Walking downstream of the Melaka River, passing by Jambatan Kampung Jawa with 130 years of history linking Jalan Kampung Pantai and Kampung Jawa, a wooden bridge rebuilt with metal by Chinese businessmen Tan Oon Guan and his two brothers in the late 19th century, who also restructured Kampung Jawa into a “New Street” with well-planned brick houses and developed lanes. Ever since, business activities on both shores got along closely, during daytime the “New Street” is a bustling trade zone, whereas turning into a pleasure-seeking and extravagant entertainment spot upon night-time, an area combining both work and amusement.
A century since, the flourishing “New Street” is long gone, its lanes (Jalan Jawa and Kampung Jawa) receded into serenity, leaving behind double-storey shophouses built in a fusion of Asian and Western styles which was popular back then, housing several traditional shops with over 100 years in existence, taking a sneak peek at former local cultural scenes. Among them, Sin Hiap Hin, a bar established in the 1920’s, maintaining its original British-influenced appearance, the solid wooden bar countertop with a rounded arc is still in use to date.
Pushing apart the red iron shutters, a variety of liquor bottles are arranged on layers of wall racks, the wooden bar countertop is full of marks where liquor glasses were set down over the hundred years. The antique furnishing and interior is never renovated, in the bar sits Aunty Lee Lian Suan, also known as Doris, wife of the 4th generation successor of Sin Hiap Hin. She pours out the customer’s choice of liquor with a smiling face, be it traditional Chinese herbal liquor such as Notoginseng liquor, Acanthopanax bark liquor, Perfect Tonic; beers popular with Caucasians, novelty rice wines, or rose liqueur. The most special type of liquor served being rice wine manufactured in Malacca by Tay Miang Guan Priquor Distillery established in 1908, with a range of innovative flavours such as pandan, lychee, coffee etc.
Sin Hiap Hin holds a liquor retail license granted by the British colonial government, legally selling liquor by the British colonial measurement unit peg, where half peg is equivalent to 30ml and one peg 60ml. Pure liquor is being sold, not mixed with other alcohol, water or soda, only a few ice cubes may be added. In the olden days, this type of bars were popular with fishermen and labourers making a living near Malacca River due to low prices. These customers often got drunk, wreaking havoc and owing credit which they never repaid. Moreover, the upper storey of the shophouse was an opium den where people used to gather to smoke. Sin Hiap Hin survived tenaciously throughout the years despite the turbulent environment, having experienced the British colonisation, the Japanese Occupation, the Federation of Malaya, to finally independence and the forming of Malaysia, still operating in its original site.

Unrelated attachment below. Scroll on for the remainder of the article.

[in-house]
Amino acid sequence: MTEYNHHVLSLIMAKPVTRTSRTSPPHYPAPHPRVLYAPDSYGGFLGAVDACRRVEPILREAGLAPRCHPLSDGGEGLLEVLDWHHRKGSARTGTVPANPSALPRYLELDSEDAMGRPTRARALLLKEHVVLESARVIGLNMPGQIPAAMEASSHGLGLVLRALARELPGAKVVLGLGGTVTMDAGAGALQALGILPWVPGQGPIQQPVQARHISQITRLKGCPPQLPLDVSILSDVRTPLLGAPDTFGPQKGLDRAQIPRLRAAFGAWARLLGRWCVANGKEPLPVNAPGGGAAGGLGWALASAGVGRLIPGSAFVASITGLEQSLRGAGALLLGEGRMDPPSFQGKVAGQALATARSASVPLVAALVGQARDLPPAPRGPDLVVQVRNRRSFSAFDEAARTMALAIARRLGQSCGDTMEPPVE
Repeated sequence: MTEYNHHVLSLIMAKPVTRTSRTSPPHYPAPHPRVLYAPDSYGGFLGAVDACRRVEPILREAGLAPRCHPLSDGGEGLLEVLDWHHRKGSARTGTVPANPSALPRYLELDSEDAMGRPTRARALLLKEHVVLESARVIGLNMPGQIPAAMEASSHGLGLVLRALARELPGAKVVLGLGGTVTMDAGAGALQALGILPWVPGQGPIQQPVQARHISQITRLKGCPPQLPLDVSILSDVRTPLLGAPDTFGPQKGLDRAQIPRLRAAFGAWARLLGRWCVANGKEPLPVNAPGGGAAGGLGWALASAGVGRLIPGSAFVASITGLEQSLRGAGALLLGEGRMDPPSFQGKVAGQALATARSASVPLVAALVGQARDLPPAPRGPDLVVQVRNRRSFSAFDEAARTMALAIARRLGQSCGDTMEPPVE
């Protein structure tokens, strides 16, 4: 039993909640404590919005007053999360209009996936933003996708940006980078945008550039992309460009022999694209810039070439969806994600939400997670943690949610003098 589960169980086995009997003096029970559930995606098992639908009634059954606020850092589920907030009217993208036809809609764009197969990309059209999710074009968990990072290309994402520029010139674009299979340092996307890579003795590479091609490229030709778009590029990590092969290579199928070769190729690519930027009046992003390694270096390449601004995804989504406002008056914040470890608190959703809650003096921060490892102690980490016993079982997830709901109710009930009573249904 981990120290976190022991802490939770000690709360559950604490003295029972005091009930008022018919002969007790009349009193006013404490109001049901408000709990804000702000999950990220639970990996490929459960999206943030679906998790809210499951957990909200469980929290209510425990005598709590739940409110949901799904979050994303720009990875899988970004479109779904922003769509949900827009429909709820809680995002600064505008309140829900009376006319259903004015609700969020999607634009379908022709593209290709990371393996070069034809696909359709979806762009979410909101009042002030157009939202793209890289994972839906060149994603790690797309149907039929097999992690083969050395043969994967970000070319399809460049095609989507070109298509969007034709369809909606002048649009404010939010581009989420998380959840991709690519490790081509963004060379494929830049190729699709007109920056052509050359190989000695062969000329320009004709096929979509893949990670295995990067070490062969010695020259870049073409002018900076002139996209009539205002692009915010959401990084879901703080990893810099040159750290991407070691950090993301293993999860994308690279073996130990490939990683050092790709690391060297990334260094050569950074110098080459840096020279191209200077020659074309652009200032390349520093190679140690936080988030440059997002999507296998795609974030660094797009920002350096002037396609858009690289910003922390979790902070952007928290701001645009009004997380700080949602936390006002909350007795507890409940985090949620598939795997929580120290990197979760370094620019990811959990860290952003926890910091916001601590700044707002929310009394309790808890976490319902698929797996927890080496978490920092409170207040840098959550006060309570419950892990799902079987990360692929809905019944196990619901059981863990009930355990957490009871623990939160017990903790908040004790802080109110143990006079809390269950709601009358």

Since Aunty Doris married into the family in 1973, besides doing household chores, she also helps her husband and father-in-law to manage the bar. A few years after her father-in-law passed away, her husband’s legs became incapacitated, therefore she has to shoulder all responsibilities on her own. Turning 69 years old, Aunty Doris is probably the oldest bartender. Although selling an array of liquors, she barely drinks, merely looking upon as others enjoy. With a liquor bottle in one hand and steel measurement cup in the other, Aunty Doris pours either amber-coloured or clear liquor into glasses while chatting brightly with customers, making them feel at ease.
Over the forty-odd years, Aunty Doris handles her husband’s family business while taking care of her ill spouse, enduring various hardships to raise four children, as well as purchasing the shophouse they once rented. Eventually elderly regular customers passed away, changes in lifestyle and spending habits caused business to drop. Fortunately in recent years, the bar gained popularity and internet exposure, introducing slight improvements. Aunty Doris witnessed the flourish and decline of “New Street”, former neighbouring hardware shops, gold shops, wooden clog shops, vegetable shops, and barber shops are mostly closed for good. As her children grew up and moved out, the business that she once relied on now helps her to kill time.
In the century-old bar, each cup of liquor sold contains precious memories, accumulated into the ups and downs of a city. Be it tourists with a fleeting visit or regular customers with frequent visits, Aunty Doris does not hesitate in sharing life stories in the historical city.
Text: Daniel Lim & Pua Hui Wen
有你 UNI Production
Producer : Mok Yii Chek
Coordinator : Daniel Lim
Cinematographer : Amelia Lim / Evon Pang
Video Editor : Michael Lerk
Production Assistant : Michael Lerk
Music : Oakwoord Station – Kind of a Miracle from YouTube
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